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We picked this up from The Pipeline blog. Here’s what Mr Whittingdale said in the Treasure’s Act debate in 1996. Can we dare hope Britain is moving towards a position closer to the rest of the world by regulating artefact hunting and unbonkering itself?


“…there is a need for a much more wide-ranging measure to cover all portable antiquities.”

“Although I welcome the Bill and the provisions that will clarify and extend existing protection considerably, I believe that there is a need to go still further. The Bill refers only to treasure, and treasure is very strictly defined. It must have at least some gold or silver content, and the Bill will clearly be a major improvement in respect of the protection of such items, but there is a need for a much more wide-ranging measure to cover all portable antiquities.

Some protection already exists in legislation covering ancient sites and monuments, but not all ancient sites and monuments have yet been discovered. By the time we have agreed that something is an ancient site that should be afforded protection, we may be too late and many of the artefacts there may have been lost. I hope that, in due course, we shall re-examine the law in this respect.”

In due course, I hope that we can go further still and re-examine ways in which we can best protect that heritage and learn more about it for our children and grandchildren.”


So has “in due course” been arrived at, nineteen years later? Who knows? One thing CAN be predicted though. Ed Vaizey (who is to stay on as Culture Minister, reporting to Mr Whittingdale as Culture Secretary) is unlikely to be having any more days out like this:

At the launch of the annual Portable Antiquities and Treasure report in May 2011 Ed refused to answer questions (on the future   of the library service, which was looking bleak) and turned to a government press officer and said: “I’m not sure what to do. Can I speak? You are here to protect me from things like this.”  On the other hand he was far less reticent about speaking to artefact hunters: “After the launch, he again refused to discuss his party’s policy on libraries and instead chatted with a treasure hunting “mud larker”, securing a promise of a guided trip to the tidal banks of the Thames with his five-year-old child.” No surprise there though as at the equivalent launch the previous year he boasted that he was proud of “being cover boy for a metal detecting magazine”....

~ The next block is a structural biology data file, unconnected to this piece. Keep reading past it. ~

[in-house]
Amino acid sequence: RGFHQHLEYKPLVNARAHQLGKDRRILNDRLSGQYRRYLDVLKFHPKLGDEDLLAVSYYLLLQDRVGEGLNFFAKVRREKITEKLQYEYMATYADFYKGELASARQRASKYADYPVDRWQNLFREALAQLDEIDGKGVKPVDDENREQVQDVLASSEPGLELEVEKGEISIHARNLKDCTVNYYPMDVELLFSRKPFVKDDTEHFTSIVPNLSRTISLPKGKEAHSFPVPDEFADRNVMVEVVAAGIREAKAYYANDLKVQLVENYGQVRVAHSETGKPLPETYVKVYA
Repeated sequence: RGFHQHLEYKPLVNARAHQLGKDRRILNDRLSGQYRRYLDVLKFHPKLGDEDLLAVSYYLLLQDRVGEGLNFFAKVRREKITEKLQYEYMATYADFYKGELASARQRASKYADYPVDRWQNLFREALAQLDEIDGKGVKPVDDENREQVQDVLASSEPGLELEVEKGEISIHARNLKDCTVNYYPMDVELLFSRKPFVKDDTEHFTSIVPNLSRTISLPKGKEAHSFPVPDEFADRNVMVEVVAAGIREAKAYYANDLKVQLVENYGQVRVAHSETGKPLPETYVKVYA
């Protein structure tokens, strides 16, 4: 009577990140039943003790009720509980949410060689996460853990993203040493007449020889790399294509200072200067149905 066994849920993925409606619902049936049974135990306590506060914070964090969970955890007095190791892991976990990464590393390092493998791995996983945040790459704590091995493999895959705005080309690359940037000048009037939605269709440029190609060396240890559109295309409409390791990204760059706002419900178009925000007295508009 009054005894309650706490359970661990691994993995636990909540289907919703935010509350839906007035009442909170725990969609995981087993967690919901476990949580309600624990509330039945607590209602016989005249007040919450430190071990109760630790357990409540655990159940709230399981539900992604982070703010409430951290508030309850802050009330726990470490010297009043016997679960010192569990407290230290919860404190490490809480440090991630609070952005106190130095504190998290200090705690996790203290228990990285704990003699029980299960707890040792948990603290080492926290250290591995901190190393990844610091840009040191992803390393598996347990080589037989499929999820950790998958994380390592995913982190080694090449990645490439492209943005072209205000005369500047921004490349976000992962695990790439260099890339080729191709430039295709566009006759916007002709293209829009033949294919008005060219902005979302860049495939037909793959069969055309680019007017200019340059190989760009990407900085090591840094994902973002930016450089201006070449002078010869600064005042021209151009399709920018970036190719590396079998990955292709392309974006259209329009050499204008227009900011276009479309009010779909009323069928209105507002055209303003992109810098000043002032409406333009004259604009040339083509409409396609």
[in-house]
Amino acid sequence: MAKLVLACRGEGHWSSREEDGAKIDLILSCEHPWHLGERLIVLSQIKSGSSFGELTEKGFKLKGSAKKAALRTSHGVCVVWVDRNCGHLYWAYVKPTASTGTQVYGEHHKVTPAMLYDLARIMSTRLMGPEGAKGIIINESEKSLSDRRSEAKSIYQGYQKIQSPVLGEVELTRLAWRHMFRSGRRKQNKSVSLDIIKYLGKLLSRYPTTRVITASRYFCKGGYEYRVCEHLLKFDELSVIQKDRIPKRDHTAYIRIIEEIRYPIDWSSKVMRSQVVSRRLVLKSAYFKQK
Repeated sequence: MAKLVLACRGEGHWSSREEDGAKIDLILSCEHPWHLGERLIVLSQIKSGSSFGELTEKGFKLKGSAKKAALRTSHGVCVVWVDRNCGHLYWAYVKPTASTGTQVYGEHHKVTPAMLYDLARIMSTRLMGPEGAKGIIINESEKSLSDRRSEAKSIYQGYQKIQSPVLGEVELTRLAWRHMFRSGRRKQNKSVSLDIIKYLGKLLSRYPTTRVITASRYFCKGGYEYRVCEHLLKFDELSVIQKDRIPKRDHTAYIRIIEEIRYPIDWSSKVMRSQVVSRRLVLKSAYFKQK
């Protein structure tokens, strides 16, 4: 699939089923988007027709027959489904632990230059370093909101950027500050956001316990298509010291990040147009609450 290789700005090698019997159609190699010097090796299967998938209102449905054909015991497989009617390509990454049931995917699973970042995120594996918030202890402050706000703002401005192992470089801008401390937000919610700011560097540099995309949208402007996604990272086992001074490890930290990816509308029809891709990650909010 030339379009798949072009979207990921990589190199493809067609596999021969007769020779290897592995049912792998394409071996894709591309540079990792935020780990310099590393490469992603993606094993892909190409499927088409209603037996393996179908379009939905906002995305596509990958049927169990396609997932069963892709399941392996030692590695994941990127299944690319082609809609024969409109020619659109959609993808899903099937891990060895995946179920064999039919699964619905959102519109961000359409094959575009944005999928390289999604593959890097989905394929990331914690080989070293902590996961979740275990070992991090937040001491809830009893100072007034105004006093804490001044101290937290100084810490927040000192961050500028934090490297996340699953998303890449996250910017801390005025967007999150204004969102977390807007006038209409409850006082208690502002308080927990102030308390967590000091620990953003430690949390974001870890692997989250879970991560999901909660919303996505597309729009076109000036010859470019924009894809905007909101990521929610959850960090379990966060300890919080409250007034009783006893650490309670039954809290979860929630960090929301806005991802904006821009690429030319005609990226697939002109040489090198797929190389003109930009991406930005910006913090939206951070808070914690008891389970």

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More Heritage Journal views on artefact collecting
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A Culture Secretary who thinks archaeologists are the real heritage heroes? Fingers crossed!

John Whittingdale, the new Culture Secretary. The first one for some time who is crystal clear about the pre-eminent value of archaeologists in archaeological investigations?

Here’s what he said in the Commons 18 years ago:

“Anyone who has been on an archaeological dig will know of the painstaking, enormously slow process that is involved in uncovering objects. The precise position in the ground of every revealed object and its proximity to other finds is carefully recorded. When people come along who are not experts or who are not necessarily interested in the history of an object, but whose main motivation is simply to try to uncover a pot of gold, and they root around without paying much attention to the archaeological importance of their finds, the archaeological information is lost. All too often, they simply chuck aside anything that does not immediately appear to have a monetary value.”

He sounds indistinguishable from his Irish and French counterparts. How refreshing!

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